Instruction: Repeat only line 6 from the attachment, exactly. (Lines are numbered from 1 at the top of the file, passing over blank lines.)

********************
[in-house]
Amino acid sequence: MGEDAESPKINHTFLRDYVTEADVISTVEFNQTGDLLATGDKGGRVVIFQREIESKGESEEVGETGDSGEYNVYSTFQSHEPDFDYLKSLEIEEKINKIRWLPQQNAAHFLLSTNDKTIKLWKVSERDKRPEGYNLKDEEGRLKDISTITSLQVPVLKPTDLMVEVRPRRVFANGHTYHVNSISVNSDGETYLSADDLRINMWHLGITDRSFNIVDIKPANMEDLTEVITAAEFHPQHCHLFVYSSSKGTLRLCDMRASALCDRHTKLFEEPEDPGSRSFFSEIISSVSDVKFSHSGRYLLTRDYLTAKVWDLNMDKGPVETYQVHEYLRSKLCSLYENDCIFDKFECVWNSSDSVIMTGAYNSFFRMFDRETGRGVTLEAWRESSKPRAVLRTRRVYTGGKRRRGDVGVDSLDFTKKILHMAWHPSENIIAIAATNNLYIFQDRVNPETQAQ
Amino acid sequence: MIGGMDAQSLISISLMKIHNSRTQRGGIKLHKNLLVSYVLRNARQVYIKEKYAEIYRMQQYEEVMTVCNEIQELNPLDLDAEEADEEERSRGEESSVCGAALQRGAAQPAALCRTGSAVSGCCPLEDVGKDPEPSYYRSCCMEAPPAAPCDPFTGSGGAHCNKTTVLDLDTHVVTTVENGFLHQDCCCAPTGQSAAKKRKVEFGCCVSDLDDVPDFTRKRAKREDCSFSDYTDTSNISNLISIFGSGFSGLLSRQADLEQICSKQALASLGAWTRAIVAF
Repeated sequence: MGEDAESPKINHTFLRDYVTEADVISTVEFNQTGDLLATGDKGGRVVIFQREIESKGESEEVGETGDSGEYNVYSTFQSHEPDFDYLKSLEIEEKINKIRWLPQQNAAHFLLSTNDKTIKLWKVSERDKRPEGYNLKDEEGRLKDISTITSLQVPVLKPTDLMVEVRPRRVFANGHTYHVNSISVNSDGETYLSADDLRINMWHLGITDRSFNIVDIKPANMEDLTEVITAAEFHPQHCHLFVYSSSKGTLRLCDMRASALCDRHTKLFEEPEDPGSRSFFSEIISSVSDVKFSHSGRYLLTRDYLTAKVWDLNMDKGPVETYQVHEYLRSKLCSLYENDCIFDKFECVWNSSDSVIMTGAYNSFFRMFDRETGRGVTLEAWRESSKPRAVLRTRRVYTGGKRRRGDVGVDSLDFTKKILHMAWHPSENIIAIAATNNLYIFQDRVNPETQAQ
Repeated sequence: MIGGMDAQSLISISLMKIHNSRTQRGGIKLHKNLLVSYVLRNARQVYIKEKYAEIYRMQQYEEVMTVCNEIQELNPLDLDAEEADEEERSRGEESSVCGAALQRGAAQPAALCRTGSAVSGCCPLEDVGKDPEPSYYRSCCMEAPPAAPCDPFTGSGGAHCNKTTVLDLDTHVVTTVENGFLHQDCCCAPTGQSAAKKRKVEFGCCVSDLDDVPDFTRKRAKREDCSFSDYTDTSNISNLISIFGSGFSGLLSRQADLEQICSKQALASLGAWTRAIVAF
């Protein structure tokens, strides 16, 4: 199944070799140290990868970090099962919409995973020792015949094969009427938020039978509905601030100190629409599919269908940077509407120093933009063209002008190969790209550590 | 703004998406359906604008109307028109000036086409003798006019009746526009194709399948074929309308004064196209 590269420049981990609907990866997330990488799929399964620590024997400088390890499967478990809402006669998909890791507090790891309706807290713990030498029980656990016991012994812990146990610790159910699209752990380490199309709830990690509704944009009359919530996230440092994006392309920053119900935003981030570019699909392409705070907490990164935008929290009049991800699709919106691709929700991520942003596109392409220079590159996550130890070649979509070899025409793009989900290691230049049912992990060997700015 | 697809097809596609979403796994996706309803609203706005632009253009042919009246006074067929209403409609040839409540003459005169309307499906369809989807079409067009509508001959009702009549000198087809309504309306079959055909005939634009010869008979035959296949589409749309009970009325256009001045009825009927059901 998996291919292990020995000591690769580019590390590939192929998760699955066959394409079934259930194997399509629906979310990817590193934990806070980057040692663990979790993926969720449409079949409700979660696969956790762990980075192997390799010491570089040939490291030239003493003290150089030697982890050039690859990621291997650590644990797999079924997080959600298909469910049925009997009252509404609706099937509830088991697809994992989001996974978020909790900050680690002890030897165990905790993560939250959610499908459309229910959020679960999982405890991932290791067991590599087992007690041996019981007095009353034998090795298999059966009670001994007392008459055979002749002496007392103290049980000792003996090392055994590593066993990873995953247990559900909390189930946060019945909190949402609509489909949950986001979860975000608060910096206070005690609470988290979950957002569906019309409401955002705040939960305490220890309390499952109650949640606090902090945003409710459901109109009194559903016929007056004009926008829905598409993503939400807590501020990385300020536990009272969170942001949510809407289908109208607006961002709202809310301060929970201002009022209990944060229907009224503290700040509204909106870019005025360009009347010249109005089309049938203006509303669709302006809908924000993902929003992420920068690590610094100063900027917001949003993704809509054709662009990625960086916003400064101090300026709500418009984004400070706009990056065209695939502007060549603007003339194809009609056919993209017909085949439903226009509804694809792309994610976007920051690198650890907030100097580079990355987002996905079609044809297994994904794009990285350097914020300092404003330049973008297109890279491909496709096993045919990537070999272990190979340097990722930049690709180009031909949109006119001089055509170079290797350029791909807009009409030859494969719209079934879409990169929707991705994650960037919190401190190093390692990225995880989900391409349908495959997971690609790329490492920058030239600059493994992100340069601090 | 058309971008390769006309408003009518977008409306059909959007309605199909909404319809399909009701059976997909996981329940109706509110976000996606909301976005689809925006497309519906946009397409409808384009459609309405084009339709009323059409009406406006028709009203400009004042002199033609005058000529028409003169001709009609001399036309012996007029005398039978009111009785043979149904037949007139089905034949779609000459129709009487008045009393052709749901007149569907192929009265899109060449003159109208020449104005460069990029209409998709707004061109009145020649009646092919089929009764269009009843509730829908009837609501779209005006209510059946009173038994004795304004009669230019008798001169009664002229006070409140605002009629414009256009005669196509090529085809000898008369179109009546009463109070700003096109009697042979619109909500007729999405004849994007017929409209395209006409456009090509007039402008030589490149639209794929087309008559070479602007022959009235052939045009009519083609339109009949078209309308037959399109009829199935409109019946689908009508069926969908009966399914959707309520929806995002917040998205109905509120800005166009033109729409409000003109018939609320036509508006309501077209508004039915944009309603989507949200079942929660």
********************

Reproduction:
């Protein structure tokens, strides 16, 4: 199944070799140290990868970090099962919409995973020792015949094969009427938020039978509905601030100190629409599919269908940077509407120093933009063209002008190969790209550590 | 703004998406359906604008109307028109000036086409003798006019009746526009194709399948074929309308004064196209 590269420049981990609907990866997330990488799929399964620590024997400088390890499967478990809402006669998909890791507090790891309706807290713990030498029980656990016991012994812990146990610790159910699209752990380490199309709830990690509704944009009359919530996230440092994006392309920053119900935003981030570019699909392409705070907490990164935008929290009049991800699709919106691709929700991520942003596109392409220079590159996550130890070649979509070899025409793009989900290691230049049912992990060997700015 | 697809097809596609979403796994996706309803609203706005632009253009042919009246006074067929209403409609040839409540003459005169309307499906369809989807079409067009509508001959009702009549000198087809309504309306079959055909005939634009010869008979035959296949589409749309009970009325256009001045009825009927059901 998996291919292990020995000591690769580019590390590939192929998760699955066959394409079934259930194997399509629906979310990817590193934990806070980057040692663990979790993926969720449409079949409700979660696969956790762990980075192997390799010491570089040939490291030239003493003290150089030697982890050039690859990621291997650590644990797999079924997080959600298909469910049925009997009252509404609706099937509830088991697809994992989001996974978020909790900050680690002890030897165990905790993560939250959610499908459309229910959020679960999982405890991932290791067991590599087992007690041996019981007095009353034998090795298999059966009670001994007392008459055979002749002496007392103290049980000792003996090392055994590593066993990873995953247990559900909390189930946060019945909190949402609509489909949950986001979860975000608060910096206070005690609470988290979950957002569906019309409401955002705040939960305490220890309390499952109650949640606090902090945003409710459901109109009194559903016929007056004009926008829905598409993503939400807590501020990385300020536990009272969170942001949510809407289908109208607006961002709202809310301060929970201002009022209990944060229907009224503290700040509204909106870019005025360009009347010249109005089309049938203006509303669709302006809908924000993902929003992420920068690590610094100063900027917001949003993704809509054709662009990625960086916003400064101090300026709500418009984004400070706009990056065209695939502007060549603007003339194809009609056919993209017909085949439903226009509804694809792309994610976007920051690198650890907030100097580079990355987002996905079609044809297994994904794009990285350097914020300092404003330049973008297109890279491909496709096993045919990537070999272990190979340097990722930049690709180009031909949109006119001089055509170079290797350029791909807009009409030859494969719209079934879409990169929707991705994650960037919190401190190093390692990225995880989900391409349908495959997971690609790329490492920058030239600059493994992100340069601090 | 058309971008390769006309408003009518977008409306059909959007309605199909909404319809399909009701059976997909996981329940109706509110976000996606909301976005689809925006497309519906946009397409409808384009459609309405084009339709009323059409009406406006028709009203400009004042002199033609005058000529028409003169001709009609001399036309012996007029005398039978009111009785043979149904037949007139089905034949779609000459129709009487008045009393052709749901007149569907192929009265899109060449003159109208020449104005460069990029209409998709707004061109009145020649009646092919089929009764269009009843509730829908009837609501779209005006209510059946009173038994004795304004009669230019008798001169009664002229006070409140605002009629414009256009005669196509090529085809000898008369179109009546009463109070700003096109009697042979619109909500007729999405004849994007017929409209395209006409456009090509007039402008030589490149639209794929087309008559070479602007022959009235052939045009009519083609339109009949078209309308037959399109009829199935409109019946689908009508069926969908009966399914959707309520929806995002917040998205109905509120800005166009033109729409409000003109018939609320036509508006309501077209508004039915944009309603989507949200079942929660």